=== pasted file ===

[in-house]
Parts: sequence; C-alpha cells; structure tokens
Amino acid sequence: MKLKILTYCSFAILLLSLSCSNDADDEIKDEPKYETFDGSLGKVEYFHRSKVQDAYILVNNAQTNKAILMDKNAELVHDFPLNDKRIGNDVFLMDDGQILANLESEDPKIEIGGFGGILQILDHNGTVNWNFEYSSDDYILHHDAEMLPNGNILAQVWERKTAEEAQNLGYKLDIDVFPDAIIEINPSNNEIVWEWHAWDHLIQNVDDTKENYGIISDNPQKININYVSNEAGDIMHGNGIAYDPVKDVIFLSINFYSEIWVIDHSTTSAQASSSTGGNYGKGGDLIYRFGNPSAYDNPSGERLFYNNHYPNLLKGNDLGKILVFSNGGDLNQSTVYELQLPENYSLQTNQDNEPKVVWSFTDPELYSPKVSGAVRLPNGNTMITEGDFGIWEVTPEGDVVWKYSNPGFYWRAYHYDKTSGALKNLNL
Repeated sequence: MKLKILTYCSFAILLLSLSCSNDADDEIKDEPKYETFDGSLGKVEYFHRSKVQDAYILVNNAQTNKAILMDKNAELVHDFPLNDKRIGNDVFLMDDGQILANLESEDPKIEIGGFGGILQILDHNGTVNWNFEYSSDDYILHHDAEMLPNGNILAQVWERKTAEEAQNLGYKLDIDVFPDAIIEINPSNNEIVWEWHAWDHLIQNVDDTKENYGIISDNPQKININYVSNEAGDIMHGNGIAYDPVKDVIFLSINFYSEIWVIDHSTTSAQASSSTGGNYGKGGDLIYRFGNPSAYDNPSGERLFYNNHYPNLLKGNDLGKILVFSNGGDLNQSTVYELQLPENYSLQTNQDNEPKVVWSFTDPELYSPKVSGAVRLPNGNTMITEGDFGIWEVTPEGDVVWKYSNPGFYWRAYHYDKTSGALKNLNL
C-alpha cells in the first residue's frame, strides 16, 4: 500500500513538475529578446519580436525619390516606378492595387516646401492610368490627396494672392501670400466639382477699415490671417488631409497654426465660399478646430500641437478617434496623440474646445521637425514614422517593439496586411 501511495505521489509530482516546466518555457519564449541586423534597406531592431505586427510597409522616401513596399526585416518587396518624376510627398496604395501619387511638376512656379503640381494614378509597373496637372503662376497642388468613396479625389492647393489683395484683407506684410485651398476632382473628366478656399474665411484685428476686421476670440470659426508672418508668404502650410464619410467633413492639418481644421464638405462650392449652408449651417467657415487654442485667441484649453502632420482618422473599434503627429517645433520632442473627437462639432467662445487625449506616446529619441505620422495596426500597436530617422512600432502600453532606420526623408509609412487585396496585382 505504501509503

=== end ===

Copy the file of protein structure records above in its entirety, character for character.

[in-house]
Parts: sequence; C-alpha cells; structure tokens
Amino acid sequence: MKLKILTYCSFAILLLSLSCSNDADDEIKDEPKYETFDGSLGKVEYFHRSKVQDAYILVNNAQTNKAILMDKNAELVHDFPLNDKRIGNDVFLMDDGQILANLESEDPKIEIGGFGGILQILDHNGTVNWNFEYSSDDYILHHDAEMLPNGNILAQVWERKTAEEAQNLGYKLDIDVFPDAIIEINPSNNEIVWEWHAWDHLIQNVDDTKENYGIISDNPQKININYVSNEAGDIMHGNGIAYDPVKDVIFLSINFYSEIWVIDHSTTSAQASSSTGGNYGKGGDLIYRFGNPSAYDNPSGERLFYNNHYPNLLKGNDLGKILVFSNGGDLNQSTVYELQLPENYSLQTNQDNEPKVVWSFTDPELYSPKVSGAVRLPNGNTMITEGDFGIWEVTPEGDVVWKYSNPGFYWRAYHYDKTSGALKNLNL
Repeated sequence: MKLKILTYCSFAILLLSLSCSNDADDEIKDEPKYETFDGSLGKVEYFHRSKVQDAYILVNNAQTNKAILMDKNAELVHDFPLNDKRIGNDVFLMDDGQILANLESEDPKIEIGGFGGILQILDHNGTVNWNFEYSSDDYILHHDAEMLPNGNILAQVWERKTAEEAQNLGYKLDIDVFPDAIIEINPSNNEIVWEWHAWDHLIQNVDDTKENYGIISDNPQKININYVSNEAGDIMHGNGIAYDPVKDVIFLSINFYSEIWVIDHSTTSAQASSSTGGNYGKGGDLIYRFGNPSAYDNPSGERLFYNNHYPNLLKGNDLGKILVFSNGGDLNQSTVYELQLPENYSLQTNQDNEPKVVWSFTDPELYSPKVSGAVRLPNGNTMITEGDFGIWEVTPEGDVVWKYSNPGFYWRAYHYDKTSGALKNLNL
C-alpha cells in the first residue's frame, strides 16, 4: 500500500513538475529578446519580436525619390516606378492595387516646401492610368490627396494672392501670400466639382477699415490671417488631409497654426465660399478646430500641437478617434496623440474646445521637425514614422517593439496586411 501511495505521489509530482516546466518555457519564449541586423534597406531592431505586427510597409522616401513596399526585416518587396518624376510627398496604395501619387511638376512656379503640381494614378509597373496637372503662376497642388468613396479625389492647393489683395484683407506684410485651398476632382473628366478656399474665411484685428476686421476670440470659426508672418508668404502650410464619410467633413492639418481644421464638405462650392449652408449651417467657415487654442485667441484649453502632420482618422473599434503627429517645433520632442473627437462639432467662445487625449506616446529619441505620422495596426500597436530617422512600432502600453532606420526623408509609412487585396496585382 505504501509503